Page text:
With each election, political experts can look at various voting patterns by certain groups to determine which issues are important to those groups. For instance, among African American voters, it is clear that issues such as jobs, quality housing, affordable health care and education consistently are the most significant. As it relates to education, more and more African American voters are embracing educational choice and are voting for candidates who identify themselves as school choice supporters.
Nowhere is that more evident than in the recent Governor’s race in Florida. Republican Gov. Rick Scott was elected in 2010 with just 6 percent of the African American vote. During his first term, he did not do much to improve his standing among Florida’s African American electorate – other than steadfastly support the highly popular Florida Tax Credit Scholarship program. Under this program, which serves mostly low income African American and Hispanic students, 70,000 kids are able to attend a quality private school which is often far better than the traditional public school in their neighborhood.
While Gov. Scott was in the midst of campaigning for re-election against former Gov. Charlie Crist, labor unions filed a lawsuit to dismantle the program. Democrat Crist, who once supported the program, supported the unions attempt to shut down the program. In October, Reverend H. K. Matthews, who marched with Martin Luther King, Jr. in Selma, publicly pleaded with Crist to denounce the effort. And Rev. Matthews made his arguments in terms that harkened the civil rights struggles of the 1960s, when blacks first moved from the Republican Party to the Democrats.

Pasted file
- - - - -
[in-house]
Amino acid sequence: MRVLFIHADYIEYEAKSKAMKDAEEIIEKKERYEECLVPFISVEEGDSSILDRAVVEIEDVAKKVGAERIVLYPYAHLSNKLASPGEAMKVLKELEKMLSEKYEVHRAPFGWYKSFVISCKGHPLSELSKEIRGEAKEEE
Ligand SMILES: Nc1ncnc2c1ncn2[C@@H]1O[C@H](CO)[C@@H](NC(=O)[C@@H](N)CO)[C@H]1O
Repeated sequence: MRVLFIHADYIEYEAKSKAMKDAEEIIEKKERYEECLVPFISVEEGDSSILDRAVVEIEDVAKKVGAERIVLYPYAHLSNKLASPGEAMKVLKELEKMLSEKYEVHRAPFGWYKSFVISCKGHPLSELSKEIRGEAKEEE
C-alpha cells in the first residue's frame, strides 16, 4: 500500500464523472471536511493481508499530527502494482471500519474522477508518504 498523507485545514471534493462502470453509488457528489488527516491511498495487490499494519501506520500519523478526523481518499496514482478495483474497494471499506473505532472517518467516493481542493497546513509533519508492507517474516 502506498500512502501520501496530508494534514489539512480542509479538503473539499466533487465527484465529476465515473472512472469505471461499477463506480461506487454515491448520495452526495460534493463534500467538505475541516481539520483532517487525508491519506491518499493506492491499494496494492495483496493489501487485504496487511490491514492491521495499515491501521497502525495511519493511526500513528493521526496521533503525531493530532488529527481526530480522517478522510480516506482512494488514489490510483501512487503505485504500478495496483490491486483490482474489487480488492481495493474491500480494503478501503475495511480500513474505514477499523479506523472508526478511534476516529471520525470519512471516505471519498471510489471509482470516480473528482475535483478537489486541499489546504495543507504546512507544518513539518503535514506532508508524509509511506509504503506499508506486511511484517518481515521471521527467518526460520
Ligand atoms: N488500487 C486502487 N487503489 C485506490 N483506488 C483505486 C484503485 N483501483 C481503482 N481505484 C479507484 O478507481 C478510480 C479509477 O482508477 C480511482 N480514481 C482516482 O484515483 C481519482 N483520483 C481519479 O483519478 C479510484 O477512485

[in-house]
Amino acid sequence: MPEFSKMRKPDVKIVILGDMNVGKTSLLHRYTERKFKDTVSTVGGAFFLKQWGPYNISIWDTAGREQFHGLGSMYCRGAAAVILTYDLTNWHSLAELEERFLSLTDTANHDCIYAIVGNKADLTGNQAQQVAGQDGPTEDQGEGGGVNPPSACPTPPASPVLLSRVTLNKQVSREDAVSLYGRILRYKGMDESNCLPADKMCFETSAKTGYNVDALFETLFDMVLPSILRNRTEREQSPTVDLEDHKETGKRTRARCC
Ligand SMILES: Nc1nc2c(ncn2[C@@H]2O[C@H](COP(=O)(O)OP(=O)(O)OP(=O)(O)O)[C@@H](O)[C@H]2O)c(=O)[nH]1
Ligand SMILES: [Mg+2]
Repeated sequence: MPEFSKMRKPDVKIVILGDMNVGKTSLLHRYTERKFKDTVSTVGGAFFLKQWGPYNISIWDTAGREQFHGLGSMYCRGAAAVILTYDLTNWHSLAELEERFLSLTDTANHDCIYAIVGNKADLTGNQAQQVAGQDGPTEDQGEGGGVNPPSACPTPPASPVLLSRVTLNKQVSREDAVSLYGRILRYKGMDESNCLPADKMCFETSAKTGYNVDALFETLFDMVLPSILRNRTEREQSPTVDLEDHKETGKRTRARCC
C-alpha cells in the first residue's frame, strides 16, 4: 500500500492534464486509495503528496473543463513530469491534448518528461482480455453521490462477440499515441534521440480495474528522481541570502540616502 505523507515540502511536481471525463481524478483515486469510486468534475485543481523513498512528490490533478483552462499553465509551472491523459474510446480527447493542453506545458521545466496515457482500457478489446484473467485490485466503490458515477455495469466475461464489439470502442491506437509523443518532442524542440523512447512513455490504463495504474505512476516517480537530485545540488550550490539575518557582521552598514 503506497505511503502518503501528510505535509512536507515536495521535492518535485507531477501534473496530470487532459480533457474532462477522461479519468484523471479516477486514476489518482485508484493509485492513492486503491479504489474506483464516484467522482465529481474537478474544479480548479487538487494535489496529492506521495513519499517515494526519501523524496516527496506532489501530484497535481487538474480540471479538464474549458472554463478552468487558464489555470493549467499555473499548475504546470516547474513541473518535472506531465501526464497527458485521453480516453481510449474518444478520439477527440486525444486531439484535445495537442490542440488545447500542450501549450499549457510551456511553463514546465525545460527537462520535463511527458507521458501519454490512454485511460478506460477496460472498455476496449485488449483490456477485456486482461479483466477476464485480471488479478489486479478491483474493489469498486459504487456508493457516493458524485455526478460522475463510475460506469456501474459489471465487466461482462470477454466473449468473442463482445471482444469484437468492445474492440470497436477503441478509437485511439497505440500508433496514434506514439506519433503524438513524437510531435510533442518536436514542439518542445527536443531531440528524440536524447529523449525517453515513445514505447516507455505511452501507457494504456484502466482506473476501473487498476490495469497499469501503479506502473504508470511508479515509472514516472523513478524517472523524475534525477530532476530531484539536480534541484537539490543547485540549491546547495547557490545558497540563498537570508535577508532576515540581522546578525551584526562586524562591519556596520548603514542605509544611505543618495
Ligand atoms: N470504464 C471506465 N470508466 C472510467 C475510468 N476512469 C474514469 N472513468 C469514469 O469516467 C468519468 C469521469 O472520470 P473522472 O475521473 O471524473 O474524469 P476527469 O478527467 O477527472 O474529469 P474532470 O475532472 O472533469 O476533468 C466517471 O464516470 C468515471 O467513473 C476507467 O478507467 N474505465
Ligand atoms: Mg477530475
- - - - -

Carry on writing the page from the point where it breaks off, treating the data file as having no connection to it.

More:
“The truth is that wealthy children have always had choices, whether to neighborhoods with favored public schools or private schools that only money can buy,” Matthews wrote in an op-ed. “The union cries foul when that privilege is extended to those of meager financial means.”
Matthews was joined by a coalition of black ministers in the state. The scholarship program became a huge issue in the Florida Governor’s race. When the votes were counted, not only did Gov. Scott get re-elected, he also doubled his level of African American support from 6 percent in 2010 to 12 percent in 2014. That increase gave him the margin he needed to beat former Gov. Crist.
Over the years, poll after poll has shown that African American and Hispanic citizens support all forms of educational choice. Indeed, with the school dropout rates in those communities hovering around 50 percent and with the achievement gap between kids of color and their white counterparts remaining virtually unchanged, parents are clamoring for as many quality options as they can get – including publicly funded scholarships to allow their kids to go to good private schools. In the past, we have seen those parents support Democrats like New Jersey’s Cory Booker, California’s Diane Feinstein and a host of state and local Democrats around the nation who have bucked the teachers unions by putting their kids first and supporting educational choice. Florida’s recent governor’s race shows us, however, that those same parents are willing to vote for candidates who embrace those quality choice options, be they Democrat or Republican. As we move closer to the 2016 presidential race, Democrats would be wise to learn from Florida – and join the parents that they serve.
Kevin Chavous is senior advisor and executive counsel for the American Federation for Children and co-founder of Democrats for Education Reform.